Everybody remember the promise of the paperless office? Anyone in front of a monitor can testify to just the opposite having taken hold. The ubiquity of the personal computer was supposed to free us from the chaotic sea of paperwork washing over our desks every day, and yet all it seems to have done is open the floodgates further.
I have worked in the online realm for a number of years and have seen it firsthand. A very prominent client of mine wanted to build a website in order to replace what had been a glossy, printed document. The aim was to become more environmentally responsible and forward-thinking. But time and again, I received feedback that the pages didn't print well. And I would get a stack of printouts with one- or two-word handwritten comments. I rarely saw feedback in digital form.
Lisa Belkin in the New York Times today writes about her personal experience of not printing notes in order to write her column, the subject of which is the measures companies and employees are undertaking to be more environmentally responsible. This is of course all well and good: recycling, turning off lights and computers, using mass transit, doing away with plastic water bottles, etc.
What I'd like to see, though, considering that the bookends of the piece are Belkin's turn away from printouts, is how corporations are encouraging their workforce to work more digitally. While paper recycling is undoubtedly a boon, how about not printing on that paper in the first place? Use Track Changes in Word documents, for example. Or learn to convert documents and screen grabs to PDFs and using Adobe's commenting features. These are just two relatively easy tasks to learn that would go an awfully long way to eradicating the waste of the highlighter and the copy machine.
Until devices such as the Kindle (in a modified form of course) become as ubiquitous as cell phones I don't see paper consumption in the U.S. going down much. Unfortunately convenience wins out over the responsible thing to do. Even then think of how many times you've had 5 or 6 sheets spread out across your desk that you're cross referencing. Are we really going to each have a stack of e-readers? Maybe a desktop that is actually a giant multi-touch monitor? Besides all this I would be interested in statistics about the environmental impact of paper production/waste. Is it really as bad as we feel like it is? Rainforests aren't clear cut so I can have post-its on my desk. I believe paper producing trees are an entirely seperate and quickly renewable crop. And then again I could have no idea what I'm talking about.
I work at a University that has made and, in some ways, made real progress toward a goal of being paper-free as much as possible. We've moved a lot of reading to screens for students -- posting handouts online via coursesites like Blackboard, for instance -- and have started utilizing e-mail to trade paper drafts back and forth. In this way, not only are we cutting down on our own use of paper (and the expense that comes with purchasing it, recycling it, all of that) but we're training a new workforce to think paper-free. Students nowadays travel with multiple electronic "readers" anyway: they're more comfortable receiving information via e-mail, text message, and Web delivery than in previous years. So I think the next ten years or so may show us that this paper-less workplace will be more of a possibility -- if only because the people who are coming up in the workplace will not have that inclination to hit print or mark up a piece of paper.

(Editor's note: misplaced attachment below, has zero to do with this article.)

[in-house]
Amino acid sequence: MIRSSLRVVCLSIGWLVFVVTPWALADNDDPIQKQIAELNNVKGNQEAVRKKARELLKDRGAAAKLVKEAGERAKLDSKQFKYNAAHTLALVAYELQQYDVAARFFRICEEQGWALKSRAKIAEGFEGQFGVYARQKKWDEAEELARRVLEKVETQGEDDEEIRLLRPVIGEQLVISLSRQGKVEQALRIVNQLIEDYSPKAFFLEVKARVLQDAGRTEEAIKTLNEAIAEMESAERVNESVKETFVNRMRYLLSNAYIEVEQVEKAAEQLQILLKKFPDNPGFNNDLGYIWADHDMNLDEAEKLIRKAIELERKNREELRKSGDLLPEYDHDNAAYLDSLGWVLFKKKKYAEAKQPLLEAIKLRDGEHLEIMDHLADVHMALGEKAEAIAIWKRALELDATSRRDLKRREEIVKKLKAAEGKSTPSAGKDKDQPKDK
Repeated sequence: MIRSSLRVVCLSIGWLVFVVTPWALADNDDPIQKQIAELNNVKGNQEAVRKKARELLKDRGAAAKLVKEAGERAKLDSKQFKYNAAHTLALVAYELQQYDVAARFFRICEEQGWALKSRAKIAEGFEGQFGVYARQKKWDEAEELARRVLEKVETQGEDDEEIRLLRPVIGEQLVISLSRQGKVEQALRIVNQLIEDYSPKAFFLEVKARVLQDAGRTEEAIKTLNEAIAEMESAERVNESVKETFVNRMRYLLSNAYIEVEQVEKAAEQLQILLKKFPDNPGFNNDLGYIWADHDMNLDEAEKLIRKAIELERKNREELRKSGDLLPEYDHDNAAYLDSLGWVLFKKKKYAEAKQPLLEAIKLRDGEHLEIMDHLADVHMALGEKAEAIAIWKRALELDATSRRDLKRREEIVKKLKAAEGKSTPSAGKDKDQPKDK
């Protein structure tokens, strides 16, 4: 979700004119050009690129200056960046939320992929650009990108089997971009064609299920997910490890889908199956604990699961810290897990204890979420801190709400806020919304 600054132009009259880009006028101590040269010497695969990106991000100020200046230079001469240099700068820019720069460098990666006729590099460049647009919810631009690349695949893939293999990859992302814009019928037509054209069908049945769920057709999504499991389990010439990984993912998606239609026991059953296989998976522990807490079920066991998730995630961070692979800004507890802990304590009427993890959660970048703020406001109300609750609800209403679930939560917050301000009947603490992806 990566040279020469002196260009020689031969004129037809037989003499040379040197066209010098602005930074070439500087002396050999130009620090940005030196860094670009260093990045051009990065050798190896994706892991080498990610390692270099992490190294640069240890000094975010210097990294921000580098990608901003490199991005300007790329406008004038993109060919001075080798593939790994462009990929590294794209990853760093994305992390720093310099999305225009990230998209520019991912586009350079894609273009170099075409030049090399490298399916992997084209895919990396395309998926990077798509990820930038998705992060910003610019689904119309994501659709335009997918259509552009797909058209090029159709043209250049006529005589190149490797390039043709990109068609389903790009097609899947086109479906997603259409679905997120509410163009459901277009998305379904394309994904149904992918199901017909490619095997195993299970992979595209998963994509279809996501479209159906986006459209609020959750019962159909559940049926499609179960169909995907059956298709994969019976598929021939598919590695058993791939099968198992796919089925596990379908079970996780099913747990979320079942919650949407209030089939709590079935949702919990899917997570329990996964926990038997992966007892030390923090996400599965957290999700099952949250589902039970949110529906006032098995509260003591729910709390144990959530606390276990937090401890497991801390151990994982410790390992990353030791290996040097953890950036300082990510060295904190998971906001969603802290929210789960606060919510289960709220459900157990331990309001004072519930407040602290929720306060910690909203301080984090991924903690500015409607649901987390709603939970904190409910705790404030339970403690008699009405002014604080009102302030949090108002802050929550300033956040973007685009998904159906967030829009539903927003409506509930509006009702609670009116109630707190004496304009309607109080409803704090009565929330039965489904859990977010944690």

First off, great initiative. Speaking as someone who recently graduated from college, I'm 25, I can tell you that many (if not most) students will make it their first order of business to hit a lab and print off all the online handouts. The labs were, at least at the university I went to, open to anyone and did not charge for printing. In fact I had friends who would download and print off entire novels from the lab simply because it was "free". I do, however, believe that culture is starting to shift. Laptops are standard gear and every hole in the wall cafe has wi-fi. With the not-so-distant demise of wi-fi in favor of fully integrated mobile broadband I think even more limitations to online-only content will be stripped away. Climate change and environmental responsibility are also getting much more mainstream coverage than time past. Being green and eco-friendly is no longer relegated to the tree-huggers and guys out on the ocean in a rubber raft squaring off with a fishing boat. As with anything the earlier we can teach people about being responsible the more it will be come sheer force of habit and less of an "annoying inconvenience".
I know of several who will print a day's email off and file it; If they didn't, they would not sleep.
Until there is a standard format for electronic files that can't be corrupted, or changed with out those changes being recorded and who did the changes and why, we will still need to print. Anybody sign any electronic leases lately?
Everyone in the office would need a paper substitute, that could wirelessly transfer documents. Something like a slate tablet pc, but without the pc functionality and a software OS based on paper centric thinking.